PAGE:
“Albert, called by God’s favour to be patriarch of the church of Jerusalem, bids health in the Lord and the blessing of the Holy Spirit to his beloved sons in Christ, B[rocard], and the other hermits under obedience to him, who live near the spring of Elias on Mount Carmel.”
This is the prologue of the Carmelite Rule, also known as the Rule of St Albert, written between 1205 and 1214 by St Albert of Jerusalem whose feast day is 17 September.
Albert Avogadro was born in the mid 12thCentury in Castel Gualteri in Italy. He entered the Canons Regular of the Holy Cross at Mortara and was elected prior in 1180. In 1184 he was appointed Bishop of Bobbio and the following year Bishop of Vercelli, before becoming Latin Patriarch of Jerusalem in 1205. He did much to foster and preserve peace in the Holy Land and encouraged new movements of religious life, including the Carmelites. His Rule ratified the way of life the hermits were already living and gave them the security of official recognition by the Church. Albert was murdered at Acre on 14 September 1214, literally stabbed in the back by a member of the Hospitaller Order during a procession for the Feast of the Exaltation of the Holy Cross. Albert had earlier censured this man and deposed him as prior, for immoral behaviour.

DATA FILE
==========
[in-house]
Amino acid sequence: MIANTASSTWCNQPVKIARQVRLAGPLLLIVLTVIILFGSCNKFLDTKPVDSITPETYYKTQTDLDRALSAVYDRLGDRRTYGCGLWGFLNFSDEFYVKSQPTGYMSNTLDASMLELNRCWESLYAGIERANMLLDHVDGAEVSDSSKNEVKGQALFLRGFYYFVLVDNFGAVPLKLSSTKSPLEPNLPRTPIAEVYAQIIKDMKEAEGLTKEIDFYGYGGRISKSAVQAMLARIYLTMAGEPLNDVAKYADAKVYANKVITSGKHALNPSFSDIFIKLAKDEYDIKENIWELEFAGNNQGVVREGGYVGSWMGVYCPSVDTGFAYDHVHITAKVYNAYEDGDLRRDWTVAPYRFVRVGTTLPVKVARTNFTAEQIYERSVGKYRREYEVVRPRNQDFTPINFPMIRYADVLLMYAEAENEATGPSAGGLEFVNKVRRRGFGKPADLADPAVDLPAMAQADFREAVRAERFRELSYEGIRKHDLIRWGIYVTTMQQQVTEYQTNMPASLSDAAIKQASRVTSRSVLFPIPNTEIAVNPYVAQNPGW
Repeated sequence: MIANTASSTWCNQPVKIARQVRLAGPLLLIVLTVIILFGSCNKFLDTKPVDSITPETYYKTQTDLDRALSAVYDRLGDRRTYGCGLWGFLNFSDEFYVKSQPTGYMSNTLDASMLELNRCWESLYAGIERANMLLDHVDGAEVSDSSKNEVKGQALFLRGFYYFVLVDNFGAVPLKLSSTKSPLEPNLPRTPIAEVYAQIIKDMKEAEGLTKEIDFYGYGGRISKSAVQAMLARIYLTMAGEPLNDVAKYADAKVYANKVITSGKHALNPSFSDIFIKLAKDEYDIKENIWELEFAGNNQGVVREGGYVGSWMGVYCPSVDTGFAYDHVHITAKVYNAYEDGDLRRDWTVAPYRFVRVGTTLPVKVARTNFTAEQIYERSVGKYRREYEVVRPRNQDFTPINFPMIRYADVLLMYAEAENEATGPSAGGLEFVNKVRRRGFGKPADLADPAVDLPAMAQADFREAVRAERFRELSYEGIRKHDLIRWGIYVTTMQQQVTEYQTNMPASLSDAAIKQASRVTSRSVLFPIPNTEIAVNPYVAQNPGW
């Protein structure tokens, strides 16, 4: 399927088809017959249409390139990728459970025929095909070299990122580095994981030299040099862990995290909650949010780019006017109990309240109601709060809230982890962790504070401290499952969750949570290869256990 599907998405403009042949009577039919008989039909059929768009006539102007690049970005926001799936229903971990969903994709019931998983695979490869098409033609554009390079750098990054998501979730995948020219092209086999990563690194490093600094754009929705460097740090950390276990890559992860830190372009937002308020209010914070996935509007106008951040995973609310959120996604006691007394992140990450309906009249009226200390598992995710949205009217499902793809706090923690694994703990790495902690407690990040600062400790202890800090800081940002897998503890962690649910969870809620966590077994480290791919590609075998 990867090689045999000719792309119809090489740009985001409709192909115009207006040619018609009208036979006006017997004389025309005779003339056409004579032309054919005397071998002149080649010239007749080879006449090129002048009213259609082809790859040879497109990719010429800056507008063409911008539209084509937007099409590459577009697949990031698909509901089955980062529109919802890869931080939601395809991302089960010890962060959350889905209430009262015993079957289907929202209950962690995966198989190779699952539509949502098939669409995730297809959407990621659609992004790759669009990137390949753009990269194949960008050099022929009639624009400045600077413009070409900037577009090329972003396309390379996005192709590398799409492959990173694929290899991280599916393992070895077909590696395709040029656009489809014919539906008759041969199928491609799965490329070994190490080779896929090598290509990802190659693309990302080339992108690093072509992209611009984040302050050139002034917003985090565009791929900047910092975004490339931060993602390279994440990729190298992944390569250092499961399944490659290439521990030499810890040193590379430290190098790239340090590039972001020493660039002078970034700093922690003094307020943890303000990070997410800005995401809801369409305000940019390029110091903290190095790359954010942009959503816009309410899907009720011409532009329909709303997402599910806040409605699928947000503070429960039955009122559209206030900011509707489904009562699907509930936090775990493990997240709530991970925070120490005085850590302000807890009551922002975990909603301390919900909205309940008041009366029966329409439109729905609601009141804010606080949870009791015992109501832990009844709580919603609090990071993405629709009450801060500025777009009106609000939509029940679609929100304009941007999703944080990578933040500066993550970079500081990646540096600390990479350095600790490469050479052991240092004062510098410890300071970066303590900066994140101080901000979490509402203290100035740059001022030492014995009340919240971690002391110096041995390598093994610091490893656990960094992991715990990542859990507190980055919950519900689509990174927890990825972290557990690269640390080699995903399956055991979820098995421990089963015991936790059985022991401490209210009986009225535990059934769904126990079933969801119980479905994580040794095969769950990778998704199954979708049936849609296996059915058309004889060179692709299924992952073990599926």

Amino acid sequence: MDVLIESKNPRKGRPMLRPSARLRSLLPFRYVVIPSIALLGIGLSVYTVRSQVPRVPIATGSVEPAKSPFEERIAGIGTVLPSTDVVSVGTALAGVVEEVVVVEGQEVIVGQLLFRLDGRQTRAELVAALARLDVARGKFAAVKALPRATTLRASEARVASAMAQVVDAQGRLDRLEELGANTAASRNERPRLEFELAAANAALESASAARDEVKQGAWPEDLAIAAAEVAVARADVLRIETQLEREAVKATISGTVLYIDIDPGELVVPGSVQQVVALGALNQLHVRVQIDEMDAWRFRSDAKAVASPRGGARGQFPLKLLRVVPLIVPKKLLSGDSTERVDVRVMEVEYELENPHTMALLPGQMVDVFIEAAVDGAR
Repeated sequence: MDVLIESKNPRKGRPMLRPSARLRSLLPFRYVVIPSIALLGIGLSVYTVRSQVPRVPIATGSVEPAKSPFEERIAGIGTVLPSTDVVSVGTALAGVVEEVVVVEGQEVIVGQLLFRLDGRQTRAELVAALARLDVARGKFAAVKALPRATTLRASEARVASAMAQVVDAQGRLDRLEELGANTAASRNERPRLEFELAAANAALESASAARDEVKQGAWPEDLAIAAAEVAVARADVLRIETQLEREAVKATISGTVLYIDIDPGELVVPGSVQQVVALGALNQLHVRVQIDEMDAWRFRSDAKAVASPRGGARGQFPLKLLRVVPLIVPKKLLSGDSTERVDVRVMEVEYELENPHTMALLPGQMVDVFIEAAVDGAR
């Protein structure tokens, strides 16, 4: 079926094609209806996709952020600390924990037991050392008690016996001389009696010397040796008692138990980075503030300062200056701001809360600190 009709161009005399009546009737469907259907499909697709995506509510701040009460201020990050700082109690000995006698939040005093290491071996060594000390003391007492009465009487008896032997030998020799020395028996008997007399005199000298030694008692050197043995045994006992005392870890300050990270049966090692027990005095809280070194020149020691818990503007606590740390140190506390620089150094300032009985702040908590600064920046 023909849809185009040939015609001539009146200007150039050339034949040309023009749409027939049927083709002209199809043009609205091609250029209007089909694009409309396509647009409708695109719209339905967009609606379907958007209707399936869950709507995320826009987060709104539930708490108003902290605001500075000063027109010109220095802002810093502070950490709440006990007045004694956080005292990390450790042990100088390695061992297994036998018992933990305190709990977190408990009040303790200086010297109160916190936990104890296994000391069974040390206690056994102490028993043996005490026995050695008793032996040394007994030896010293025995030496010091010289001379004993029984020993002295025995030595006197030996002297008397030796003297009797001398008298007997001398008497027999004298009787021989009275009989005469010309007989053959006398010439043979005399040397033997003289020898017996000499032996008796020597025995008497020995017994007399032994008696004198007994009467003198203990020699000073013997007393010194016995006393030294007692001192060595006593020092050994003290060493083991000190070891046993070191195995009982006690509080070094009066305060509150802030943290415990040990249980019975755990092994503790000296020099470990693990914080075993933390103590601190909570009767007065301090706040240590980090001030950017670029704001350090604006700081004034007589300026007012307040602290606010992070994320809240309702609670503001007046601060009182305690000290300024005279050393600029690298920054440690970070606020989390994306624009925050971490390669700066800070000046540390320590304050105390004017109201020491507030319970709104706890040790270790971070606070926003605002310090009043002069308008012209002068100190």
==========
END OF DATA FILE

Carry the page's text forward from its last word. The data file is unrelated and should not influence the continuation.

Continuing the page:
The Rule of St Albert is the shortest of all the major religious rules (it will fit onto a single sheet of A4 paper) but it is absolutely packed with spiritual wisdom. It shows that St Albert was steeped in the scriptures and that he put the Word of God into practice in his own life. It also reveals Albert as a pragmatic man, someone who could make concessions in cases of need. We do not have the complete original text of Albert’s rule, which was amended by Pope Innocent IV in 1247 to allow the Carmelites to adopt the lifestyle of mendicant friars. However, linguists and historians have been able to more or less identify the additions made by Pope Innocent. Today, this 1247 version of the Rule is observed by the whole Carmelite family – friars, nuns, religious sisters and laity.